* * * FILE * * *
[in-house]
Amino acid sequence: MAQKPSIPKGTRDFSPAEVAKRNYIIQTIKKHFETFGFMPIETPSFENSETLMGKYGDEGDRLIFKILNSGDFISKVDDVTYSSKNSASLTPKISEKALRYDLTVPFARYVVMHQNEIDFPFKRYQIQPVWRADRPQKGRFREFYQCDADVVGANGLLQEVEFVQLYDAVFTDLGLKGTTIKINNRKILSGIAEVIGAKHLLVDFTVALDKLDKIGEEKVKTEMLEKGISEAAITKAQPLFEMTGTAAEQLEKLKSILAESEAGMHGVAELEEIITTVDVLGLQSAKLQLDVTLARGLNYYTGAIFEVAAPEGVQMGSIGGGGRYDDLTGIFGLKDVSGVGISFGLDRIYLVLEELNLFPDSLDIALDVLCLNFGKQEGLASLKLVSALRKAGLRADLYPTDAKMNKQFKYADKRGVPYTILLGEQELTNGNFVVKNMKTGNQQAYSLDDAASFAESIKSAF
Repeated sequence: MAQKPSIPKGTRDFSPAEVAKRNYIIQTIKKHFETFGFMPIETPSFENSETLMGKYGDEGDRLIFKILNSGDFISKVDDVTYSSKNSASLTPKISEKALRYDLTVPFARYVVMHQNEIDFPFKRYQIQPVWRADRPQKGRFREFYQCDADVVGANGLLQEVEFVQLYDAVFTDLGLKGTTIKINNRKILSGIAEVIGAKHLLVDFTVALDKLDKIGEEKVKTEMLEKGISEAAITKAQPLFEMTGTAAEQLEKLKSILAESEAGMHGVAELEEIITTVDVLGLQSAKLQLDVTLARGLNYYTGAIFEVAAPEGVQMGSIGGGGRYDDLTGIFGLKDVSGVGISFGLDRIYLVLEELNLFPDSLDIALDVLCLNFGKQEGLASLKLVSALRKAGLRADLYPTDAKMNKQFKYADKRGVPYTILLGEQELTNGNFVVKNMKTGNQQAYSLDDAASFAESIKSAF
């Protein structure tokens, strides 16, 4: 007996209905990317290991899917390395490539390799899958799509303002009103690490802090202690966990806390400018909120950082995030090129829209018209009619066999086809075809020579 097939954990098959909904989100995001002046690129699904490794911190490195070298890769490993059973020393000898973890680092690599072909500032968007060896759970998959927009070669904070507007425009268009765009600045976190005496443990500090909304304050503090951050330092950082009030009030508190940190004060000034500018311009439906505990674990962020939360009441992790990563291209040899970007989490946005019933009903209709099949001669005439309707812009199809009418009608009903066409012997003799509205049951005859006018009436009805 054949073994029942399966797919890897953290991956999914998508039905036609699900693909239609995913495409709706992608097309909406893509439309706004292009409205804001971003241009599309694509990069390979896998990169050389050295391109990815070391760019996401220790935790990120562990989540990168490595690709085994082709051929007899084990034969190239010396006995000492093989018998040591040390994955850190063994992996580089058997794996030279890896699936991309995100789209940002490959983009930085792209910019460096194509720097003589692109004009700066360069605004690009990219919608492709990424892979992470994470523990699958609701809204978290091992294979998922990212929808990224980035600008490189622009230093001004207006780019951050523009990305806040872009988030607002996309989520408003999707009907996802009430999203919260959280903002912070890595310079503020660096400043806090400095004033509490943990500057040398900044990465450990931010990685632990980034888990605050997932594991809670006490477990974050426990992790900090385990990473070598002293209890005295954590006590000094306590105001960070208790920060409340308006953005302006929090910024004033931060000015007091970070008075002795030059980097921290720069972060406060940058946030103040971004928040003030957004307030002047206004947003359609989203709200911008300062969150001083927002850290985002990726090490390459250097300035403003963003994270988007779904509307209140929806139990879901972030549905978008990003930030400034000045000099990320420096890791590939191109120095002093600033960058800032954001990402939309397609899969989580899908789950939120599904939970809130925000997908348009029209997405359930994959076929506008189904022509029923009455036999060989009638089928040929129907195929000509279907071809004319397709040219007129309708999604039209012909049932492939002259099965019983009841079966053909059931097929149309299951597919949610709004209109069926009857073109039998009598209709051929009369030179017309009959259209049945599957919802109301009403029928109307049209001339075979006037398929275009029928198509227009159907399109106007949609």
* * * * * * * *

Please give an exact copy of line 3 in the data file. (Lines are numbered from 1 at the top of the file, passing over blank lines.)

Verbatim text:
Repeated sequence: MAQKPSIPKGTRDFSPAEVAKRNYIIQTIKKHFETFGFMPIETPSFENSETLMGKYGDEGDRLIFKILNSGDFISKVDDVTYSSKNSASLTPKISEKALRYDLTVPFARYVVMHQNEIDFPFKRYQIQPVWRADRPQKGRFREFYQCDADVVGANGLLQEVEFVQLYDAVFTDLGLKGTTIKINNRKILSGIAEVIGAKHLLVDFTVALDKLDKIGEEKVKTEMLEKGISEAAITKAQPLFEMTGTAAEQLEKLKSILAESEAGMHGVAELEEIITTVDVLGLQSAKLQLDVTLARGLNYYTGAIFEVAAPEGVQMGSIGGGGRYDDLTGIFGLKDVSGVGISFGLDRIYLVLEELNLFPDSLDIALDVLCLNFGKQEGLASLKLVSALRKAGLRADLYPTDAKMNKQFKYADKRGVPYTILLGEQELTNGNFVVKNMKTGNQQAYSLDDAASFAESIKSAF